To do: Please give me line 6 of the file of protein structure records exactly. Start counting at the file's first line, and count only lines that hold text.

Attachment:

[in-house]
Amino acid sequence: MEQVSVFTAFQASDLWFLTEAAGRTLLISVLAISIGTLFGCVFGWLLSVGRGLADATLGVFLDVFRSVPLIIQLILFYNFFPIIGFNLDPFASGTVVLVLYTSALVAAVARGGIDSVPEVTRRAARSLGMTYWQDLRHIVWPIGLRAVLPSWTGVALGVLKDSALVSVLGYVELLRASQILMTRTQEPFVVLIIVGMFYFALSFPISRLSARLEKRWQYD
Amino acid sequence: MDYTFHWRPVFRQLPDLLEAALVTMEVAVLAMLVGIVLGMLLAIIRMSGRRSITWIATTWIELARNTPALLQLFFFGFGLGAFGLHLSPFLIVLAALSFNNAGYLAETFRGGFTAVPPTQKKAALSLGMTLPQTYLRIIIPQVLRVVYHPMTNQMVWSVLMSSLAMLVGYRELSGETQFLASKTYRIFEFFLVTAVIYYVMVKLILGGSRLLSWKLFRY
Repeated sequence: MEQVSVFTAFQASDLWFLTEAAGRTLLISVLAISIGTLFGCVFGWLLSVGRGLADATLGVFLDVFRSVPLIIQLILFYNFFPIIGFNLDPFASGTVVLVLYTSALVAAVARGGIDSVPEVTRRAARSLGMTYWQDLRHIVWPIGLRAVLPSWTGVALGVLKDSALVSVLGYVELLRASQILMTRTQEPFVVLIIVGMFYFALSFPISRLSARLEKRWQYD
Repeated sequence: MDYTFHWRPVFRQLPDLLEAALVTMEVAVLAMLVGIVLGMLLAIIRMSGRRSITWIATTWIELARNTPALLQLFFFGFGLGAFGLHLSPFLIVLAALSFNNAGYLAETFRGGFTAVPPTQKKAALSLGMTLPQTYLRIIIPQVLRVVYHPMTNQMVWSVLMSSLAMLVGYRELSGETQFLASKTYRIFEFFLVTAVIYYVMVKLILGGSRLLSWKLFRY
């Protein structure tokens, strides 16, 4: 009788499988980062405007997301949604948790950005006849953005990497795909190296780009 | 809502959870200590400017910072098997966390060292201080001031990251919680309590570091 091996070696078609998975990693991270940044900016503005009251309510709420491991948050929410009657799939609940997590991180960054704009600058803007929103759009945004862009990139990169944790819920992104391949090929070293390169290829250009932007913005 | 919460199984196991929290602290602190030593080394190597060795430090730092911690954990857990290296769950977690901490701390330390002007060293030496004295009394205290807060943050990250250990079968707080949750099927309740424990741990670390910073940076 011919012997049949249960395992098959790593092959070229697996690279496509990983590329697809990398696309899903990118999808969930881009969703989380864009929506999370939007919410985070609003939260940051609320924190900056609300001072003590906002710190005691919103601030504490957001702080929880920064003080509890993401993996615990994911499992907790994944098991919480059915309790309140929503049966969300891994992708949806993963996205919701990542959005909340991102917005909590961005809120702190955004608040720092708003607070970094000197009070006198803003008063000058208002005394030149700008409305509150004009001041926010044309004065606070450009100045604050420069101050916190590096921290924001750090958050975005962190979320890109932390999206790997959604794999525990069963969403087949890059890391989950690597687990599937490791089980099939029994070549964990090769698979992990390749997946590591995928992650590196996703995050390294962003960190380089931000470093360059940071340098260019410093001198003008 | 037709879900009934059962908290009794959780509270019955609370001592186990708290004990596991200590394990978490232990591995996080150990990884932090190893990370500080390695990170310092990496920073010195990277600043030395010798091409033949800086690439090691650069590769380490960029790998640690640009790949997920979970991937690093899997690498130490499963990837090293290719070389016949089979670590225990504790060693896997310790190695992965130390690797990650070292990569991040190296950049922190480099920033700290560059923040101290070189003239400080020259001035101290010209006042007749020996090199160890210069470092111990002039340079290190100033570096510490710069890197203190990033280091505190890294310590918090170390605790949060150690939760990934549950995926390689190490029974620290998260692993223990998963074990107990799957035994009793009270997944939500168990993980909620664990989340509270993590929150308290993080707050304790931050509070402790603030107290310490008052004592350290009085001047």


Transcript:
């Protein structure tokens, strides 16, 4: 009788499988980062405007997301949604948790950005006849953005990497795909190296780009 | 809502959870200590400017910072098997966390060292201080001031990251919680309590570091 091996070696078609998975990693991270940044900016503005009251309510709420491991948050929410009657799939609940997590991180960054704009600058803007929103759009945004862009990139990169944790819920992104391949090929070293390169290829250009932007913005 | 919460199984196991929290602290602190030593080394190597060795430090730092911690954990857990290296769950977690901490701390330390002007060293030496004295009394205290807060943050990250250990079968707080949750099927309740424990741990670390910073940076 011919012997049949249960395992098959790593092959070229697996690279496509990983590329697809990398696309899903990118999808969930881009969703989380864009929506999370939007919410985070609003939260940051609320924190900056609300001072003590906002710190005691919103601030504490957001702080929880920064003080509890993401993996615990994911499992907790994944098991919480059915309790309140929503049966969300891994992708949806993963996205919701990542959005909340991102917005909590961005809120702190955004608040720092708003607070970094000197009070006198803003008063000058208002005394030149700008409305509150004009001041926010044309004065606070450009100045604050420069101050916190590096921290924001750090958050975005962190979320890109932390999206790997959604794999525990069963969403087949890059890391989950690597687990599937490791089980099939029994070549964990090769698979992990390749997946590591995928992650590196996703995050390294962003960190380089931000470093360059940071340098260019410093001198003008 | 037709879900009934059962908290009794959780509270019955609370001592186990708290004990596991200590394990978490232990591995996080150990990884932090190893990370500080390695990170310092990496920073010195990277600043030395010798091409033949800086690439090691650069590769380490960029790998640690640009790949997920979970991937690093899997690498130490499963990837090293290719070389016949089979670590225990504790060693896997310790190695992965130390690797990650070292990569991040190296950049922190480099920033700290560059923040101290070189003239400080020259001035101290010209006042007749020996090199160890210069470092111990002039340079290190100033570096510490710069890197203190990033280091505190890294310590918090170390605790949060150690939760990934549950995926390689190490029974620290998260692993223990998963074990107990799957035994009793009270997944939500168990993980909620664990989340509270993590929150308290993080707050304790931050509070402790603030107290310490008052004592350290009085001047």